Another thing to look at is your electrical system. Installing a winch is like any other modification. You need to look at everything before you do it. Make sure your battery is fresh before installing a winch. This isn't a big deal with a fairly new model but if your ATV is a few years old, you may want to have your battery checked out, maybe even replaced. It is always a good idea to check your battery often and look for signs of wear. Most ATV's have a strong enough electrical system so as not to be drained while operating a winch.
Things to know and look for
To make your winch more convenient and easy to use, look for these important features as you shop so you get a winch and accessories that will work best for you.
This feature allows you to pull cable from the spool without having to pull against the gears. Pulling against the gears will delay the time it takes to secure the cable to a tree or other solid object. This is an important feature. It allows you to quickly release cable and it saves wear and tear on your winch.
You may be asking, "What's a fairlead?" Oh, about a foot depending on how fast the bird is... No, seriously, it is a guide that helps the spool lay down cable tightly and evenly. They come in two basic styles.
- • Roller
It protects the wire cable from unnecessary abrasion and wear as you're pulling the cable on and off the spool due to rollers that cover every angle. It also helps to guide the cable on and off the spool tightly and evenly at any angle.
- • Hawse
Like a roller fairlead, a hawse fairlead helps guide the cable on and off the spool tightly and evenly, but there is less cable abrasion protection due to the lack of rollers.
Remote mounted/rocker switch
Sometimes called a rocker switch, a remote switch is generally mounted on the handlebars and gives you the option of controlling the winch while on your ATV. Some come with six-foot cords that allow you to control the winch while pulling your bike out of a mud hole as you stand on dry ground.
Winches are tough. There is no question about that. But having a cover is just that much more insurance that it will last a long time. A cover will keep dust and dirt out of the winch motor during storage and rides.
Winch kits combine all of the accessories you need to get your ATV out of just about any situation, and usually do it at a much lower cost than buying the pieces individually. For example, the Cabela's kit includes a tow strap with loops at each end (doubles as a tree strap), a nylon storage bag equipped with straps to keep the kit securely mounted on an ATV rack, a steel shackle, a pulley block and a mesh bag for storing wet equipment after you pull your ATV loose. This is a basic kit and offers everything you'd need.
Two methods are used for pulling with a winch. These two methods determine the potential pulling power of your winch and can help you decide which one is best for your situation.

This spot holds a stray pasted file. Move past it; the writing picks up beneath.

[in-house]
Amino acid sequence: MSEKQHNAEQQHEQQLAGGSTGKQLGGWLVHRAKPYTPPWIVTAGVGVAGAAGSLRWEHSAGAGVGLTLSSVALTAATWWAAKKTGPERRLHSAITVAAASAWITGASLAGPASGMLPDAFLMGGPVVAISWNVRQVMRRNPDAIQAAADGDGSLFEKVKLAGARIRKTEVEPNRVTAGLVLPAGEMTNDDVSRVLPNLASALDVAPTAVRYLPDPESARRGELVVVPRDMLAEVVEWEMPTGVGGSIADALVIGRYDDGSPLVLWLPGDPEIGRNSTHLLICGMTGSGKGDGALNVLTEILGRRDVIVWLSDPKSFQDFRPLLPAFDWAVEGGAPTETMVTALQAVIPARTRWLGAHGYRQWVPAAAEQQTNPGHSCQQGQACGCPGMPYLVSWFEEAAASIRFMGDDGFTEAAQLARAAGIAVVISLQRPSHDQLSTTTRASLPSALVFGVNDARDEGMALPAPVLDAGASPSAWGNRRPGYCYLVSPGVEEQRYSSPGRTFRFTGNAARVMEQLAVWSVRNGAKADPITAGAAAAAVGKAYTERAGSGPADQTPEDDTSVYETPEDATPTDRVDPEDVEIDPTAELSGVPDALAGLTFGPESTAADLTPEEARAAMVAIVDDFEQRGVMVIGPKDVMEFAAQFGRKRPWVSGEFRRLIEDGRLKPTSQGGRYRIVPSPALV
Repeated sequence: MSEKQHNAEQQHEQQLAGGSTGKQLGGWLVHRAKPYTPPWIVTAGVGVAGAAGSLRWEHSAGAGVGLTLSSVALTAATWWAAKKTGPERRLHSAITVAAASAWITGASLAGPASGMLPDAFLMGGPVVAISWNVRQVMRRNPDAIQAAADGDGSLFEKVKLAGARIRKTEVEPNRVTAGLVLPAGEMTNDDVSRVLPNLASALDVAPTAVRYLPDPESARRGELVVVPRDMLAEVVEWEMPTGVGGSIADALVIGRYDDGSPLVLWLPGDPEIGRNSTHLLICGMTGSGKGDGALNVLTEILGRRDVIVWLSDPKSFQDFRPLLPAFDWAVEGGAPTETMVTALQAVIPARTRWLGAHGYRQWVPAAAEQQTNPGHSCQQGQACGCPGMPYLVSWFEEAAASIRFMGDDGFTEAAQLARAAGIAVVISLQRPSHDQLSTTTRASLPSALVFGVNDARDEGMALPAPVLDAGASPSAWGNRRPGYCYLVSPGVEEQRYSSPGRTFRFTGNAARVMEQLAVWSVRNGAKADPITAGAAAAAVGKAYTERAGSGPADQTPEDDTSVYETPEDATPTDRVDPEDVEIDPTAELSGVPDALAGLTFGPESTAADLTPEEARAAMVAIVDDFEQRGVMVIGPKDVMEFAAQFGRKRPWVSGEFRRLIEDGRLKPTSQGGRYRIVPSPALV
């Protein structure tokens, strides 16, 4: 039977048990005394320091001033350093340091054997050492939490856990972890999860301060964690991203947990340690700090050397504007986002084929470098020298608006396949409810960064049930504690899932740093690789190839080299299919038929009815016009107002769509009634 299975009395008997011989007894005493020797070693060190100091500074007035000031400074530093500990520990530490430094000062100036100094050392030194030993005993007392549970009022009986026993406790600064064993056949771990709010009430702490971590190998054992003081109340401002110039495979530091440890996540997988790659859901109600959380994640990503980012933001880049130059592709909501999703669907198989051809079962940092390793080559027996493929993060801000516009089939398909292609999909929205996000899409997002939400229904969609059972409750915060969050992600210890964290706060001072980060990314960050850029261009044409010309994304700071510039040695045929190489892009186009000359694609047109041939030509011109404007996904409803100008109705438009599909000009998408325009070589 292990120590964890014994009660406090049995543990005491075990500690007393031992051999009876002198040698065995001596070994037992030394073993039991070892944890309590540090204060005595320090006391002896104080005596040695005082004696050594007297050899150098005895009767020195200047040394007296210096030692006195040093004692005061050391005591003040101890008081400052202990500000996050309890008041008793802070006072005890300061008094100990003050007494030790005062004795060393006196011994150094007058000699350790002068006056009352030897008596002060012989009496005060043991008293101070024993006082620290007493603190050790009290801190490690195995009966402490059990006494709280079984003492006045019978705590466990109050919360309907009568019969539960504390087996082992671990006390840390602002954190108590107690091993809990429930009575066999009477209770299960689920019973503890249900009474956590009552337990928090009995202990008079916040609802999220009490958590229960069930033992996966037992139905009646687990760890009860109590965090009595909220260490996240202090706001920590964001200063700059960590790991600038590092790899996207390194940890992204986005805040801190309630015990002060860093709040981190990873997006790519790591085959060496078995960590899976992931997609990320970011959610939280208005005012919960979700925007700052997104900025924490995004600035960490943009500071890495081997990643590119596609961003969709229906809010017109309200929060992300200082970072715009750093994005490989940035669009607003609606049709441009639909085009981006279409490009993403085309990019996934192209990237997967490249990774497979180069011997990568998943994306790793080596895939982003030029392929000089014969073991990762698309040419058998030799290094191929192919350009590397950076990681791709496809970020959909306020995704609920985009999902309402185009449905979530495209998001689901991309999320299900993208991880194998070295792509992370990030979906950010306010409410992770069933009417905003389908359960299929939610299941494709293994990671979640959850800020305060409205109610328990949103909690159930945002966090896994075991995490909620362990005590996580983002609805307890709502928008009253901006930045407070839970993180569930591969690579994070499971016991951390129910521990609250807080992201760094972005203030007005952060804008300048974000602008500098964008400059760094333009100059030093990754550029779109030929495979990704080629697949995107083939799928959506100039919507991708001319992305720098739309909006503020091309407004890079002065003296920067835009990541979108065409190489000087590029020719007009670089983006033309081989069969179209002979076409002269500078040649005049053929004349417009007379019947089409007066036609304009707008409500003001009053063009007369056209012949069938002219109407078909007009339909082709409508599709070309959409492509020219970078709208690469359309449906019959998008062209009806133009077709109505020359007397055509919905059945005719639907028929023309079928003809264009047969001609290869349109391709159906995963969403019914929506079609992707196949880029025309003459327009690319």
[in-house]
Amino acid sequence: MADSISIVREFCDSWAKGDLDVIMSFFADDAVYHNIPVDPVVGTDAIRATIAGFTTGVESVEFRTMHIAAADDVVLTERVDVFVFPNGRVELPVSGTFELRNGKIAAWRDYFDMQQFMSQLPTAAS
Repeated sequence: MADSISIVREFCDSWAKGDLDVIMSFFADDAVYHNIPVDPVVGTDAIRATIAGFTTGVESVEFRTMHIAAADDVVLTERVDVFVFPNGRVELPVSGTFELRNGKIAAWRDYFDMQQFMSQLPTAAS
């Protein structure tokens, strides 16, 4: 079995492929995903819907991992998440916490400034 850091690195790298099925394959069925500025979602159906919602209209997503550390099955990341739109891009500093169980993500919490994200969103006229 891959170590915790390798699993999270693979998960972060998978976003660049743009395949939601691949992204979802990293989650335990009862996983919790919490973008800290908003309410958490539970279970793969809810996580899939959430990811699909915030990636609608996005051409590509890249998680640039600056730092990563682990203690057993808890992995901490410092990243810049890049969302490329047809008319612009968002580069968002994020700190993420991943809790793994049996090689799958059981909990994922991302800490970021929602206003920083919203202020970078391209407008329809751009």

- • Single-line method:
This is the most common method for using a winch for pulling. A single-line pull means that you attach the cable directly to a tree or to the object you're pulling. The pulling capacity of the winch does not change, meaning a 1,500-pound winch will pull 1,500 pounds with a single-line.
- • Double-line method:
A double-line pull effectively doubles the pulling capacity of the winch and is achieved by using a pulley block. When using a pulley block, the winch's hook and cable are wrapped around the pulley block and then attached back onto the ATV. The pulley block can be anchored on a secure object (tree) to pull your ATV, and the winch, out of trouble. The other method is to secure the pulley block to a heavy load that is then pulled toward the winch. In either case, a 1,500-pound winch will act like a 3,000-pound winch.
Remember; don't try to get too much from your winch. A steel cable that is stressed beyond its capacity will snap. The results can be devastating to anyone standing nearby. Most manufacturers recommend that when pulling with your winch, the smart thing to do is place a heavy blanket or coat over the middle of the cable to reduce the whipping action that is created when an over-stressed cable breaks. Consult your owner's manual for details on how to best accomplish your winching task in the safest manner possible.
Don't forget the manual option
A mechanical option is available in the form of a ratchet winch. Unlike most conventional electric winches, a ratchet winch can be quickly interchanged from the front to rear of an ATV offering greater versatility. They are basically compact and self-aligning with enough pulling strength for some heavy loads.
A ratchet winch works just like a ratcheting tie-down strap. You have a gear with a locking pin and you provide the movement by way of a handle. The pin locks the gear so the tension doesn't pull out the line or strap that you just reeled in. Think of how a ratcheting socket wrench doesn't let you turn the opposite way you're wrenching. It's the same basic principal. This is a very simple system that offers right around 900 pounds of pulling capacity in a lightweight, economical package. This may be the option you want to take if you need a winch of some sort and don't mind that it is manually operated.